The Ugandan army, the UPDF has launched an airstrike against Allied Democratic Forces (ADF) hideouts in the Democratic Republic of Congo (DRC), President Museveni has revealed.
According to the president, the attack was carried out on Friday with permission from the Congolese government and consequently destroyed “a big terrorist camp of ADF“
“This location is beyond the limit of exploitation that we had agreed with Congo Government that runs Beni−Mbau junction−Eoingeti−Komanda−Kasindi−Beni. Within the area that we have been allowed to operate, we have destroyed all the camps the reconnaissance has identified, killed a lot of terrorists, captured others and emancipated the much terrorized wanainchi of the area,” Museveni said on Sunday afternoon.
According to the president, since this camp where ADF fighters had sought refugee due to hot pursuit was far away from the area of operation agreed upon by both governments , Uganda had to seek permission from their counterparts in DRC before carrying out the latest airstrikes.
Museveni says that having been defeated in the original hideouts, ADF rebels had to run far away to areas which are not catered for by the agreement between the Ugandan government and their Congolese counterparts.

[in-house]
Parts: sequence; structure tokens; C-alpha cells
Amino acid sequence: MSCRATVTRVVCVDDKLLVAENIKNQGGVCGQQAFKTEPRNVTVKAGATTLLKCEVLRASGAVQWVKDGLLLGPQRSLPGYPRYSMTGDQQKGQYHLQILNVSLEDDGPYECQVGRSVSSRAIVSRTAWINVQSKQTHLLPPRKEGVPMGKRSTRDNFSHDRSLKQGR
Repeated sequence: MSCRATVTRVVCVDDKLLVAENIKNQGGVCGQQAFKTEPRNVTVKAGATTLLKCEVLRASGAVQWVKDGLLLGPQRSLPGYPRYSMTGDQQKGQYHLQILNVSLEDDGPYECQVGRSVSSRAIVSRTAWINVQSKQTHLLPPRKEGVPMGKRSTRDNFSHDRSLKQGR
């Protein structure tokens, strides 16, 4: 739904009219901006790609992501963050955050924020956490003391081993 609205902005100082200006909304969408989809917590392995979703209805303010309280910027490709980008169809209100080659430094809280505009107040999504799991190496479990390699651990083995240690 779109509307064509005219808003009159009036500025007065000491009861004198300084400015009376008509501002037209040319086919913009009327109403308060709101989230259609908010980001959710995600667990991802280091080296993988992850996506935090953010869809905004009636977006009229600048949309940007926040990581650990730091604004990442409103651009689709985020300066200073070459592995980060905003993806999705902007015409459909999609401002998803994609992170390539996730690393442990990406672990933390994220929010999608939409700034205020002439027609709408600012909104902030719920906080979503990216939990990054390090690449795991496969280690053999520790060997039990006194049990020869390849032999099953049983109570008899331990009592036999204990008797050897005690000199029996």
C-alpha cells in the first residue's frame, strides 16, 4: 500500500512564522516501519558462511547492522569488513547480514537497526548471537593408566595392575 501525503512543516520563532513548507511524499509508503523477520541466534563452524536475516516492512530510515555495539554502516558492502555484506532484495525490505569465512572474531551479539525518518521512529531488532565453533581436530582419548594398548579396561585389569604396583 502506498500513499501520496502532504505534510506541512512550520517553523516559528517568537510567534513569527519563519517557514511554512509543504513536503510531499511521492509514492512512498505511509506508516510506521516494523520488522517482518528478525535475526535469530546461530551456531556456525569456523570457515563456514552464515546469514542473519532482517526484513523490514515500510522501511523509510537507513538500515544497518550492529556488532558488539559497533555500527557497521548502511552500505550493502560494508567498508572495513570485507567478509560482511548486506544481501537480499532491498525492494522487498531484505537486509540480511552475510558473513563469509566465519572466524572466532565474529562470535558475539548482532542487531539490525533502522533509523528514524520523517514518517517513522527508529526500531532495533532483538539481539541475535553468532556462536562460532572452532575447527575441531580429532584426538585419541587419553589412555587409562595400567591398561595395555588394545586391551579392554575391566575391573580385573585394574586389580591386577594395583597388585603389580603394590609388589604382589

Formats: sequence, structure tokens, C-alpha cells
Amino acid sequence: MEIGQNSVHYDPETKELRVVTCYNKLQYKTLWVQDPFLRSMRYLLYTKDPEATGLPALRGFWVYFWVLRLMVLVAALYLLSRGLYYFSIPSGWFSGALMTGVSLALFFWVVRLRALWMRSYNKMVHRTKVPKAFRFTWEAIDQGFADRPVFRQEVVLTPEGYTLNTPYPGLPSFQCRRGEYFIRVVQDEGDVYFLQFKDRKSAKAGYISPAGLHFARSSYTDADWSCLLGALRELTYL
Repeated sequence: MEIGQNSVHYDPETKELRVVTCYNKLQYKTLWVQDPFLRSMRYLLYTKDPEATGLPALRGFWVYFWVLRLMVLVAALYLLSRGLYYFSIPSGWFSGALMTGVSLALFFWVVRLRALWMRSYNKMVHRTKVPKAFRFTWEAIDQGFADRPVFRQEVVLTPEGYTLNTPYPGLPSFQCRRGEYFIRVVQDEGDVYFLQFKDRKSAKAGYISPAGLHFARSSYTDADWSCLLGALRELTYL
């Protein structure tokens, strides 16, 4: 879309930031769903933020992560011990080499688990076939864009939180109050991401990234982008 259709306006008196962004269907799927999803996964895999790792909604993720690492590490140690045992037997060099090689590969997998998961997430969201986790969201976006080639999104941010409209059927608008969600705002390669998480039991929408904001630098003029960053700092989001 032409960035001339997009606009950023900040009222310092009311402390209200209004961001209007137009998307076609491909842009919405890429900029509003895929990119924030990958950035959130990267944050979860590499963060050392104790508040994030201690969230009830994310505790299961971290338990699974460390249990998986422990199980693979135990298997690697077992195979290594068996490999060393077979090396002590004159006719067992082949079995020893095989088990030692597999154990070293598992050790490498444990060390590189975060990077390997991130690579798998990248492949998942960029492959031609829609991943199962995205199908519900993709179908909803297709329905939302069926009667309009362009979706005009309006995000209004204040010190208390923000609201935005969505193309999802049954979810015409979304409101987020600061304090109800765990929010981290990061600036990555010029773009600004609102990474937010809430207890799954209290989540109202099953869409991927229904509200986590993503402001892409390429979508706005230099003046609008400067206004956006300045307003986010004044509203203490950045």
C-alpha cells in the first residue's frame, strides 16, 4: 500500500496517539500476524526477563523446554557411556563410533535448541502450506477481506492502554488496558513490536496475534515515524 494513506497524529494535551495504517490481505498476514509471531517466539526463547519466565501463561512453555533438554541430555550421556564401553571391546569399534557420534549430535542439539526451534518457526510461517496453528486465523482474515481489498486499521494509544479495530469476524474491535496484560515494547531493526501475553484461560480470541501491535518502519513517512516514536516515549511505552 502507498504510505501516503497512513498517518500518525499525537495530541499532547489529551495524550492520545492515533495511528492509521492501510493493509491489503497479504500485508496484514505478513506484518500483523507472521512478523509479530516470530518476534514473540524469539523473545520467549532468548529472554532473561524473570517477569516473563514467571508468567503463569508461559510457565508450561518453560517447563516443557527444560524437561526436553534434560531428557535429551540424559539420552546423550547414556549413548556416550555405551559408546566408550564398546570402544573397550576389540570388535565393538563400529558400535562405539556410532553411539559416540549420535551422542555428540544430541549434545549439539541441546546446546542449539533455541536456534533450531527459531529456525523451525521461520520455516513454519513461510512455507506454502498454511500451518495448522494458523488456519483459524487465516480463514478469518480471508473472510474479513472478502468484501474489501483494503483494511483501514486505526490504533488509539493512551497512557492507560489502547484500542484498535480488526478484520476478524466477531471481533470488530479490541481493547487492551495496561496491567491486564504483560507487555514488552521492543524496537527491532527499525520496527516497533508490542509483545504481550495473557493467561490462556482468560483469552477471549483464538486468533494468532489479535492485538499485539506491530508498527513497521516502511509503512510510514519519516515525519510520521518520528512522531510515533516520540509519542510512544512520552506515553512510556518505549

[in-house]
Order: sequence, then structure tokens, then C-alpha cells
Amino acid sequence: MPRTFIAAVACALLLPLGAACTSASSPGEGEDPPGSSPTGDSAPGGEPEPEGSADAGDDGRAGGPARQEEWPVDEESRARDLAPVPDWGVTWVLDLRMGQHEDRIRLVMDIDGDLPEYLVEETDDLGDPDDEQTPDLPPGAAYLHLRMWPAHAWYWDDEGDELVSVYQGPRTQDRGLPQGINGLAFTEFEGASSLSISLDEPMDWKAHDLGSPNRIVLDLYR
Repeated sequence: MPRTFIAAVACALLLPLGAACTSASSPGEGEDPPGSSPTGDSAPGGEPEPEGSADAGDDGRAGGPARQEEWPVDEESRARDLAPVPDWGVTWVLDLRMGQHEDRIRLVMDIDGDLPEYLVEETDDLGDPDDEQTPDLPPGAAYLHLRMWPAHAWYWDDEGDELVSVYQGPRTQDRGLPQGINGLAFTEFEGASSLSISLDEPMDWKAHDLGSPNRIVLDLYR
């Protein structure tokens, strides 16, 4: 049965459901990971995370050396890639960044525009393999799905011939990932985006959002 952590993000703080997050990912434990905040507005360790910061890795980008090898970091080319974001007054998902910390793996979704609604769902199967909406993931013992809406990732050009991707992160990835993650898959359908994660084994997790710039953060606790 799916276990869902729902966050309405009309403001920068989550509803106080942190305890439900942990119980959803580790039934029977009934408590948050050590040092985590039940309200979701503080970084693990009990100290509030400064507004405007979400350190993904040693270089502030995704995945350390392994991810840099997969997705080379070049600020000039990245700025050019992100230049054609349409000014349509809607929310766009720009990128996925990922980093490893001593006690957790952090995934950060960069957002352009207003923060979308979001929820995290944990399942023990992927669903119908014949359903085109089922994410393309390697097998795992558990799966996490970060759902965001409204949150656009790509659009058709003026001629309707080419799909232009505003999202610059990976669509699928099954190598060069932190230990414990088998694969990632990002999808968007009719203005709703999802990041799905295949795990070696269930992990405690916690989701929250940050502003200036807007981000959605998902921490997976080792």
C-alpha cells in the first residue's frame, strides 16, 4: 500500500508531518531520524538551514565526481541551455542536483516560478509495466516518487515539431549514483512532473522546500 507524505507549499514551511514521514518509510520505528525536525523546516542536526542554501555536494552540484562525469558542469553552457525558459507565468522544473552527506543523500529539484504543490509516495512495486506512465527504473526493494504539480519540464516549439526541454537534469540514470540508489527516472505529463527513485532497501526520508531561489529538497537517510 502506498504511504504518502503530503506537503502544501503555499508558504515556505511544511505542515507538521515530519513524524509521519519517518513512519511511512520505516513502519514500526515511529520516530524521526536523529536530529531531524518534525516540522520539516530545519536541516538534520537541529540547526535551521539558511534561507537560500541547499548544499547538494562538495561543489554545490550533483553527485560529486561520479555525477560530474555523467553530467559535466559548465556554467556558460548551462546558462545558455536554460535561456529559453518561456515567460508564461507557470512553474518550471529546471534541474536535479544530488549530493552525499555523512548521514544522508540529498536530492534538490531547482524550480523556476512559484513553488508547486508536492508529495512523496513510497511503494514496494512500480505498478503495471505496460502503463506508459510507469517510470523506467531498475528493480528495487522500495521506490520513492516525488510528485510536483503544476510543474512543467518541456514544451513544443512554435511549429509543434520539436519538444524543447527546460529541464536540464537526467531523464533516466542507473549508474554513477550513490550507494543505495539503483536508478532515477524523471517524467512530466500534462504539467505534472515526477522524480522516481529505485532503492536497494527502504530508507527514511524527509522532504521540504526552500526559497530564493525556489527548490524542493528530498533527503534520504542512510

He however warned that the “terrorists” will be followed wherever they go to get “their deserved reward.”
In November last year, the Ugandan army launched air and artillery strikes on ADF camps in the thick Eastern DRC forests.
The strikes targeted four ADF camps in Kambi Ya Yua, Tondoli, Belu 1 and Belu 2.
The ADF was formed out of remnants of the National Army for the Liberation of Uganda (NALU) and Jamilu Mukulu was the group’s founding leader until a few years ago when he was captured by the Tanzanian forces and repatriated back to Uganda where he is currently facing charges related to terrorism.
They operate in North Kivu which borders other provinces including Ituri to the north and South Kivu to the South and has been a battle ground for a number of rival armed ethnic groups since 1998.